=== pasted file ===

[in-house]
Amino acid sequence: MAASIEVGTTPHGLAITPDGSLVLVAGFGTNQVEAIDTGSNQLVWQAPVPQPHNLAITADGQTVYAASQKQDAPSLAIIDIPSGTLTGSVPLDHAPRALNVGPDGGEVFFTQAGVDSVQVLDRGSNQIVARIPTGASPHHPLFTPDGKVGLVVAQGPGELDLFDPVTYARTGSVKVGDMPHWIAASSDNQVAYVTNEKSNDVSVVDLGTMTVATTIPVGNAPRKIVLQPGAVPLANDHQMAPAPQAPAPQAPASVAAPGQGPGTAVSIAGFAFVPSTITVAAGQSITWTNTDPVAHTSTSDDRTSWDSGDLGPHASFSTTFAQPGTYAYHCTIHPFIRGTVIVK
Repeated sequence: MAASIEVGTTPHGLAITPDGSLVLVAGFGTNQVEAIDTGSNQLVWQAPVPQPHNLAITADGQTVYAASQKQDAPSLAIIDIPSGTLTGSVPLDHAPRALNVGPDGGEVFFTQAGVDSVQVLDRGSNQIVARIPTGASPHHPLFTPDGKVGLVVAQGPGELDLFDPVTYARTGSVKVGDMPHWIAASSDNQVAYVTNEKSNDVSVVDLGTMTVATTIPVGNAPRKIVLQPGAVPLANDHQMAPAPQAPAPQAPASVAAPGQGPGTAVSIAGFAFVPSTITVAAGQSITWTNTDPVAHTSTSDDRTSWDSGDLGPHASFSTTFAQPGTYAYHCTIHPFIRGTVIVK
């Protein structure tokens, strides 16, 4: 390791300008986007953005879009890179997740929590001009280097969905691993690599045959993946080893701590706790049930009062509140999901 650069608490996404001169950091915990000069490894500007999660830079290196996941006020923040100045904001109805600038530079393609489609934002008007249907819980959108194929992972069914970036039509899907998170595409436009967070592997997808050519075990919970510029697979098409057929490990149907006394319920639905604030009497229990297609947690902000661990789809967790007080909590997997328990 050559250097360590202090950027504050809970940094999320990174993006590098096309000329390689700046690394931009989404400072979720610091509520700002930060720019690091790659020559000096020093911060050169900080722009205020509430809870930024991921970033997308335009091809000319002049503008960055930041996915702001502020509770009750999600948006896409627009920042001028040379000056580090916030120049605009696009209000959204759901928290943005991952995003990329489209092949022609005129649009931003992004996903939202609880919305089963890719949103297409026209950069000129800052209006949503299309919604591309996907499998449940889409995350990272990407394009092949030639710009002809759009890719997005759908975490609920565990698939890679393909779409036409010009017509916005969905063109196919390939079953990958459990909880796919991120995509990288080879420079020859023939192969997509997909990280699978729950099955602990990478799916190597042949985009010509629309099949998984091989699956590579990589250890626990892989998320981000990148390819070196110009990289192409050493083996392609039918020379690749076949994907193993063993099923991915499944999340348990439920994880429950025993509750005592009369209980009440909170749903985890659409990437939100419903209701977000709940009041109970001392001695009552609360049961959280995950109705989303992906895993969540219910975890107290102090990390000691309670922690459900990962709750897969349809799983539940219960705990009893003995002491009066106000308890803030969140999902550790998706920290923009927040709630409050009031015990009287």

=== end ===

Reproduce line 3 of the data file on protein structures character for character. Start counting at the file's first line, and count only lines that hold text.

Repeated sequence: MAASIEVGTTPHGLAITPDGSLVLVAGFGTNQVEAIDTGSNQLVWQAPVPQPHNLAITADGQTVYAASQKQDAPSLAIIDIPSGTLTGSVPLDHAPRALNVGPDGGEVFFTQAGVDSVQVLDRGSNQIVARIPTGASPHHPLFTPDGKVGLVVAQGPGELDLFDPVTYARTGSVKVGDMPHWIAASSDNQVAYVTNEKSNDVSVVDLGTMTVATTIPVGNAPRKIVLQPGAVPLANDHQMAPAPQAPAPQAPASVAAPGQGPGTAVSIAGFAFVPSTITVAAGQSITWTNTDPVAHTSTSDDRTSWDSGDLGPHASFSTTFAQPGTYAYHCTIHPFIRGTVIVK